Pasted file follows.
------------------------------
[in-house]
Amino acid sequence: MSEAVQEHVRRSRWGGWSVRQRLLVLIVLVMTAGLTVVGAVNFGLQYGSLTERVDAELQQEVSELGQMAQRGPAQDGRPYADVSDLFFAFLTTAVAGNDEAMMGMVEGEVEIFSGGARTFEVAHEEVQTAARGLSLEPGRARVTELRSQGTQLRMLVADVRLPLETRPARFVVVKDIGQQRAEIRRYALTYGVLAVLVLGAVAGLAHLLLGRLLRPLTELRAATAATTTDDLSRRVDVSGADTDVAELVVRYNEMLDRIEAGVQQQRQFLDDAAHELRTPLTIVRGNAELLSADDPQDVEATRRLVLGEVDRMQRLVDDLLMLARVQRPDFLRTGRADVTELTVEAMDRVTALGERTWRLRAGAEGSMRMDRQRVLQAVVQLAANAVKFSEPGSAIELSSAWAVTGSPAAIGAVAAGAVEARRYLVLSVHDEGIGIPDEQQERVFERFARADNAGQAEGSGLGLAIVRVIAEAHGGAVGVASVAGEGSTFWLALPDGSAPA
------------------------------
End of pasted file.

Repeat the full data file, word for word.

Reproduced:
[in-house]
Amino acid sequence: MSEAVQEHVRRSRWGGWSVRQRLLVLIVLVMTAGLTVVGAVNFGLQYGSLTERVDAELQQEVSELGQMAQRGPAQDGRPYADVSDLFFAFLTTAVAGNDEAMMGMVEGEVEIFSGGARTFEVAHEEVQTAARGLSLEPGRARVTELRSQGTQLRMLVADVRLPLETRPARFVVVKDIGQQRAEIRRYALTYGVLAVLVLGAVAGLAHLLLGRLLRPLTELRAATAATTTDDLSRRVDVSGADTDVAELVVRYNEMLDRIEAGVQQQRQFLDDAAHELRTPLTIVRGNAELLSADDPQDVEATRRLVLGEVDRMQRLVDDLLMLARVQRPDFLRTGRADVTELTVEAMDRVTALGERTWRLRAGAEGSMRMDRQRVLQAVVQLAANAVKFSEPGSAIELSSAWAVTGSPAAIGAVAAGAVEARRYLVLSVHDEGIGIPDEQQERVFERFARADNAGQAEGSGLGLAIVRVIAEAHGGAVGVASVAGEGSTFWLALPDGSAPA